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The True Significance of Bitcoin

The recent troubles of an imperfect technology shed light on cybersecurity and e-commerce — past, present and future.

For all the ink, both literal and virtual, that has been spilled over the controversies and misadventures of the digital currency Bitcoin, it remains a curiosity if not a complete enigma to most of the population. Headlines have raged about hacking, financial losses and bankruptcies affecting the Bitcoin ecosystem and allegedly illicit transactions taking place within it. In March, Newsweek magazine created a sideshow when it reported that it had identified Bitcoin’s secretive founder, Satoshi Nakamoto.

The impact of all that paled in comparison with the recent cyberattacks on major retailers to which tens of millions of credit card accounts were exposed and hundreds of millions of consumers could directly relate.

Chalk that up to the difference between a wild new frontier experiencing growing pains and established institutions being reminded yet again that they are where the money is and therefore a criminal target.

It was surely a coincidence that high-tech adversity struck both worlds concurrently. Both continue working to repair monetary and reputational damages months after the respective crises reared their heads. Yet, taken together, these events point to the future in ways that may not be so obvious through the day-to-day fog of cybersecurity threats.

Bitcoin, although just one of dozens of so-called cryptocurrencies at various stages of development, is a flashpoint for debates between supporters and skeptics. The former were characterized as “anonymous libertarian frontiersmen” by Patrick Young, head of DV Advisors — and he is pro-Bitcoin! In Exchange Invest, his newsletter chronicling money and market developments, Young has argued that Bitcoin “offers a solution to various issues” by enabling even micropayments in small fractions of a dollar with lower processing costs and less friction than in credit and debit card systems.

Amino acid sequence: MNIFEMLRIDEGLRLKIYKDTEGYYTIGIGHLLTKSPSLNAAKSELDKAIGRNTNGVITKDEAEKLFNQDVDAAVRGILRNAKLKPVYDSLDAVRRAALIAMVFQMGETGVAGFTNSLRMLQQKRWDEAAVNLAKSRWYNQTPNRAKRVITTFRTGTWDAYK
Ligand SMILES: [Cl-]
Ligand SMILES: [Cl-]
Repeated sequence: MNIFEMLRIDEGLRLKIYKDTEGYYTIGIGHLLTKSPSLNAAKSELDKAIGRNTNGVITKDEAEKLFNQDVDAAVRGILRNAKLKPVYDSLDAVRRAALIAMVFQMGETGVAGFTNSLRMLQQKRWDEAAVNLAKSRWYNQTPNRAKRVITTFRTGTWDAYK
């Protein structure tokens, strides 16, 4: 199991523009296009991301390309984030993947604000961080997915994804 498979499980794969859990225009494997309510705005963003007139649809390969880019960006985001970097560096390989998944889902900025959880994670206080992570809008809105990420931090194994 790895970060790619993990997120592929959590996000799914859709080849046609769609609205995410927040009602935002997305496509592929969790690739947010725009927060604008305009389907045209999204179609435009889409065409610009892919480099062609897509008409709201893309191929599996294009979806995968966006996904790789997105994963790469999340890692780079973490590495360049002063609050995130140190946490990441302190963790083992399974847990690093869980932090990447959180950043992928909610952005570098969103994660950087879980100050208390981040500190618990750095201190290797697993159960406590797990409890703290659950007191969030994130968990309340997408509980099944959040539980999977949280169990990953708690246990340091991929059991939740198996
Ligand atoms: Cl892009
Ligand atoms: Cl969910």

By contrast, economist and New York Times columnist Paul Krugman, viewing conventional money as perfectly functional, has dismissed Bitcoin as a “bubble” and an “antisocial network.” Warren Buffett said in a March 3 CNBC appearance that Bitcoin, which is five years old, won’t last another ten or 20 years and fails to meet the definition of a currency.

The believers are correct that Bitcoin has a contribution to make. The skeptics need not worry that Bitcoin is the ultimate incarnation of a crypto-currency (see also “Bitcoin Smackdown: Marc Andreessen vs. Paul Krugman”).

The libertarian streak notwithstanding, regulators will have their say. New York State financial services superintendent Benjamin Lawsky, for one, has vowed to impose oversight without stifling innovation.

The fact is that the concept has been at least a couple of decades in the making — and Buffett’s time frame may prove a reasonable estimate of how long it will take to truly mature.

Back in the 1990s, computer scientists observing or involved in the Internet’s evolution from a research-and-development utility into an e-commerce medium believed it would not be complete without e-currencies native to the Net and especially suitable for micropayments. One early prototype was Ecash, invented by American cryptologist David Chaum while he was running an Amsterdam start-up called DigiCash. Others came out with names like Beenz and Cybercoin. The latter was a product of Internet payments company CyberCash, co-founded by Stephen Crocker, chairman of the Internet Corporation for Assigned Names and Numbers, who in the 1960s worked on the Internet’s predecessor, ARPANET.

None of those currency brands survived the combination of the dot-com crash and competitive responses by the payment card industry and the likes of PayPal — but Bitcoin is their heir. Like Ecash, it was built on a foundation of sophisticated cryptography and adopted the terminology and imagery of physical money. In common with Bitcoin’s putative founder, Chaum was a fierce privacy advocate, and consumer anonymity was a hallmark of Ecash. However, whereas Chaum sought to integrate Ecash with conventional banking and money creation, such legitimacy is anathema to many Bitcoin libertarians.

Whether because of its economics, ease of use or supporters’ fanaticism, Bitcoin has gained more traction than did its forebears. Security holes have been exposed — not in the core technology but in the exchanges and wallets that are its interface with users. But other payment systems are hardly invulnerable and will have to raise their game also.

Paul Kocher, president of Cryptography Research, a San Francisco–based division of technology developer Rambus, predicts, “We will see a quantum shift in payments security toward a cryptographic construct.” In other words, the two worlds are converging. • •

Get more on bitcoin: “Bitcoin Exits Mt. Gox and Heads to Wall Street

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